South American Tropical Rainforest and Aviary Exhibit Opens at San Francisco Zoo - NBC Bay Area
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South American Tropical Rainforest and Aviary Exhibit Opens at San Francisco Zoo

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    Approximately 100 South American animals will now call the San Francisco Zoo home when it opens its latest exhibit on Saturday. Ian Cull reports. (Published Friday, July 10, 2015)

    Approximately 100 South American animals will now call the San Francisco Zoo home when it opens its latest exhibit on Saturday.

    The newly renovated South American Tropical Rainforest and Aviary will feature a realistic rainforest ecosystem that is meant to highlight the damaging effects caused by deforestation, according to zoo officials.

    Animals that will be housed inside the aviary include free flying birds like the keel-billed toucan, the blue-headed macaw and the Cuban amazon. A stiff-tailed ruddy duck, a two-toed sloth as well as an abundance of exotic plants and trees will also be on display.

    Additionally, the exhibit will include the zoo's first significant herpetological collection, which will include a 15-foot long green anaconda, a spiny-tailed iguana, a smoky jungle fog, a South American green snake, and an emerald tree boa, among other rare amphibians.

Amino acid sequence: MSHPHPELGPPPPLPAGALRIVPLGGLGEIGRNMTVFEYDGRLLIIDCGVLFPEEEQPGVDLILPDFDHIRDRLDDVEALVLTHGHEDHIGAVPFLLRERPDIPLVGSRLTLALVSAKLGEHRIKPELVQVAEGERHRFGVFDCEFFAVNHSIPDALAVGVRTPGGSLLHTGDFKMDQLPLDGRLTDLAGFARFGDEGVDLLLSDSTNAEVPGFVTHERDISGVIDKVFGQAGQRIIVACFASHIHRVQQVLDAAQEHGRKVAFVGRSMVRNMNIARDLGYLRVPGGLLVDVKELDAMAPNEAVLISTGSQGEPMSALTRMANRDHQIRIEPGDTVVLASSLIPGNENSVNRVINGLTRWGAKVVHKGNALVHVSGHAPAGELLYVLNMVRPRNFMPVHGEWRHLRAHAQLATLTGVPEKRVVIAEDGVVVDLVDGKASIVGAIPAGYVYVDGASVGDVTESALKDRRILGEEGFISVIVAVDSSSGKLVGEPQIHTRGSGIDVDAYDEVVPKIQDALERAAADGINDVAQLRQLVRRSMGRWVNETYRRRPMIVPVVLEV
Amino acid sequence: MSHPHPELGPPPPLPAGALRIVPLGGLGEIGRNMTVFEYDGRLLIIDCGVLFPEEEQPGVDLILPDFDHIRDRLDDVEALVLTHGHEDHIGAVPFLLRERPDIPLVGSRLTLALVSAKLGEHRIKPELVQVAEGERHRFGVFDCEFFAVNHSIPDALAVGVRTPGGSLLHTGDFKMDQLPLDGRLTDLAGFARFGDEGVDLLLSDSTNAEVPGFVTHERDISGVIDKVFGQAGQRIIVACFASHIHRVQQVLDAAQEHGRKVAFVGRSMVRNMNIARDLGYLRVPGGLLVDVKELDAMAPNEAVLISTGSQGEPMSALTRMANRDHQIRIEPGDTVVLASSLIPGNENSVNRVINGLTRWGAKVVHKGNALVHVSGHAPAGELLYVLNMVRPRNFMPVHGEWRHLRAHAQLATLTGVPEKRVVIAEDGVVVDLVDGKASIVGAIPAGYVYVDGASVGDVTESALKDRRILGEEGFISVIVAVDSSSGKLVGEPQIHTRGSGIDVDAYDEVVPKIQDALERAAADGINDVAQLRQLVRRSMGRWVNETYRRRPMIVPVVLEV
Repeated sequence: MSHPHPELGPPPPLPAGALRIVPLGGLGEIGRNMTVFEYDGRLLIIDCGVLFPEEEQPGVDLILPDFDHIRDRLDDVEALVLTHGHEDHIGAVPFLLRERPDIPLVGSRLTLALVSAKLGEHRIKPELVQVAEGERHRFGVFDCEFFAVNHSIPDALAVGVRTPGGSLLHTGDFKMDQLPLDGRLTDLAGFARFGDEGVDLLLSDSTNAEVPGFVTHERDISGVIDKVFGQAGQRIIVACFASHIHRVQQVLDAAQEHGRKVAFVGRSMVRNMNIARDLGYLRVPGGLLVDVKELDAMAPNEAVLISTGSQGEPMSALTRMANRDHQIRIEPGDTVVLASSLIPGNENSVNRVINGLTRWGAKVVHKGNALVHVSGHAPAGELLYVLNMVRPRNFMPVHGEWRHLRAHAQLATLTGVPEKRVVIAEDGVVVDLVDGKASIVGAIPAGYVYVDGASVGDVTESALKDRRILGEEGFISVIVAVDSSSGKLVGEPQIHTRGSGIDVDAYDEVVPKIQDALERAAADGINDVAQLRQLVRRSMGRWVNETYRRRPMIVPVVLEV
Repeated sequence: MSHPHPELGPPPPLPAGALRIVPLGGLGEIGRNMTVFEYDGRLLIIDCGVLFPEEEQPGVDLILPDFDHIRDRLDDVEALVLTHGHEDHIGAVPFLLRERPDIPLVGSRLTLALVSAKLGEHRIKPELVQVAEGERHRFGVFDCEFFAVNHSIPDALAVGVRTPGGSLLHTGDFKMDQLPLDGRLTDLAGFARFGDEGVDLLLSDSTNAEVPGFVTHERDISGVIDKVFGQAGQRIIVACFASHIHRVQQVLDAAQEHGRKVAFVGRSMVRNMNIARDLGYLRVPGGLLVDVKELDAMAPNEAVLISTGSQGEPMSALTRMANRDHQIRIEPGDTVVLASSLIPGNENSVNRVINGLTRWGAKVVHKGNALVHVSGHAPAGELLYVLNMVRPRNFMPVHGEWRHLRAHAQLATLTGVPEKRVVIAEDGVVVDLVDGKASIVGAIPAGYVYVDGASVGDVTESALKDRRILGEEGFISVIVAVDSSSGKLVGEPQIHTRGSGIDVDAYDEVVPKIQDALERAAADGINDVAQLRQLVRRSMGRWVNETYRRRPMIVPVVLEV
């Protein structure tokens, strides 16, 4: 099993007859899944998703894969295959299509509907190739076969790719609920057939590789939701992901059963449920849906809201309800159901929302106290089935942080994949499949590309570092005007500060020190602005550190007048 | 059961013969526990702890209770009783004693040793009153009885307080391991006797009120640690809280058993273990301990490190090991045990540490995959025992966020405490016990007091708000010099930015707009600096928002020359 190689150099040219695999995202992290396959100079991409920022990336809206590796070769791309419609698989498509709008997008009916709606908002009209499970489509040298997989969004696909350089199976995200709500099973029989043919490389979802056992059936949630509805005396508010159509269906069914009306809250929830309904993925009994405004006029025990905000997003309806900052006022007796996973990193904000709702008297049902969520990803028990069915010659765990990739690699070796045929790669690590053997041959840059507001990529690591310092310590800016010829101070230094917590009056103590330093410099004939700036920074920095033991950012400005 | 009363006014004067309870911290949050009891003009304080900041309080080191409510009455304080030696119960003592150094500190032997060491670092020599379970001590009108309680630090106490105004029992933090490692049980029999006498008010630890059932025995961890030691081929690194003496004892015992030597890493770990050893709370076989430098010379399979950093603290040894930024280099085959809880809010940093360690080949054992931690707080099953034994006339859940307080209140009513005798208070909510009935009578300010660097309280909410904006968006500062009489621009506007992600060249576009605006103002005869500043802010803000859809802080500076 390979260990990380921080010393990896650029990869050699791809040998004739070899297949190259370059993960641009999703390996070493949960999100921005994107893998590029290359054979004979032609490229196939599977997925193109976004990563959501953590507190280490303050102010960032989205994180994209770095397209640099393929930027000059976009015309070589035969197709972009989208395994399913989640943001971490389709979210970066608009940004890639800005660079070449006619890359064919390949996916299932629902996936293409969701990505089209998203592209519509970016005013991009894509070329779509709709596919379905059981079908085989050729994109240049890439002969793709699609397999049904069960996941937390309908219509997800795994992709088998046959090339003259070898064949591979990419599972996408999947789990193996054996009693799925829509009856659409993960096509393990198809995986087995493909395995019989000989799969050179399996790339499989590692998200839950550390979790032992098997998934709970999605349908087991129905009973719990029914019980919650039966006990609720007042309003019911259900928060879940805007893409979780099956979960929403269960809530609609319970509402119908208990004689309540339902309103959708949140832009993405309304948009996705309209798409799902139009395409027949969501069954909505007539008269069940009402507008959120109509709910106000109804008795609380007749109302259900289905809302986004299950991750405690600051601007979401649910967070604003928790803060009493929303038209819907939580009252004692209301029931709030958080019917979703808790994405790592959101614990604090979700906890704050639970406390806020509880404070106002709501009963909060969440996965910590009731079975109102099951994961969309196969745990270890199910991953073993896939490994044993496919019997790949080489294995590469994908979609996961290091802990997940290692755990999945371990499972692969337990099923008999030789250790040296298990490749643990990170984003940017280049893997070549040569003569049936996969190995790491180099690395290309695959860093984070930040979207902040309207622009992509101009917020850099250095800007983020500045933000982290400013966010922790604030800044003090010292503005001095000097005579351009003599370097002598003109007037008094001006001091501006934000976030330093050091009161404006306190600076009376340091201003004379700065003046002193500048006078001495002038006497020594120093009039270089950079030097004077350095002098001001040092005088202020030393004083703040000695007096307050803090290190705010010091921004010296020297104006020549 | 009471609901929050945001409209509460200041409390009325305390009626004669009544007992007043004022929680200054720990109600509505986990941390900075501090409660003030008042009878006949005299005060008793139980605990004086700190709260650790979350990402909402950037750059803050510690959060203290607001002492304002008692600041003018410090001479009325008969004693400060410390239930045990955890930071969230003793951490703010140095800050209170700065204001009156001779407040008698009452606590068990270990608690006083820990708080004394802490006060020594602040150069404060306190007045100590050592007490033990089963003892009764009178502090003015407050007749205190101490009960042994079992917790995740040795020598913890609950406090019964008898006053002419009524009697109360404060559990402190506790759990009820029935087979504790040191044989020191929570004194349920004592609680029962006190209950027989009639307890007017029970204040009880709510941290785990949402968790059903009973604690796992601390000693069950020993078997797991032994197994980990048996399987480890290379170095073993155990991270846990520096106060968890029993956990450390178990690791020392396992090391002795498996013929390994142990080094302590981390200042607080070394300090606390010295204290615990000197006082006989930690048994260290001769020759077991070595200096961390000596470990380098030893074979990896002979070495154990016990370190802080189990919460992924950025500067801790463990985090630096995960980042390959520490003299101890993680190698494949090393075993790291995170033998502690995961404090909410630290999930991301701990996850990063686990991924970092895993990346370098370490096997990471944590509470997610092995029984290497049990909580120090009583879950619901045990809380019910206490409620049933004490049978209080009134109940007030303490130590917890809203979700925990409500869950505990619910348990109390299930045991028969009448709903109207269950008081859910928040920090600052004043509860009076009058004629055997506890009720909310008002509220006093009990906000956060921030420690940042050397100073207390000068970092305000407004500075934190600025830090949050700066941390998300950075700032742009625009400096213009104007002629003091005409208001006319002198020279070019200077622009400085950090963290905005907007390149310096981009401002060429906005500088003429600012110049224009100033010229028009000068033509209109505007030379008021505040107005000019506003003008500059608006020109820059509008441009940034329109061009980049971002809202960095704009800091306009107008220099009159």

During opening week, the zoo has decided to provide limited hours in order to allow the animals to acclimate to their new environment.

    Zoo spokesman Danny Latham said the goal of the exhibit is to show people the challenges animals in the wildlife face, such as deforestation and illegal pet trade.

    "This experience is really a way to connect Bay Area residents to rare and unusual animals from the rainforest," Latham said.

    The zoo began construction to renovate the exhibit's building nine months ago. The renovation cost around $6 million, according to zoo officials. For the renovation, zoo officials decided to preserve the building's original 1938 art deco architecture while revamping the inside to provide a state-of-the-art space for the exotic animals.

    The building was formerly an aquatic birdhouse and was designed by noted architect Lewis Hobart.

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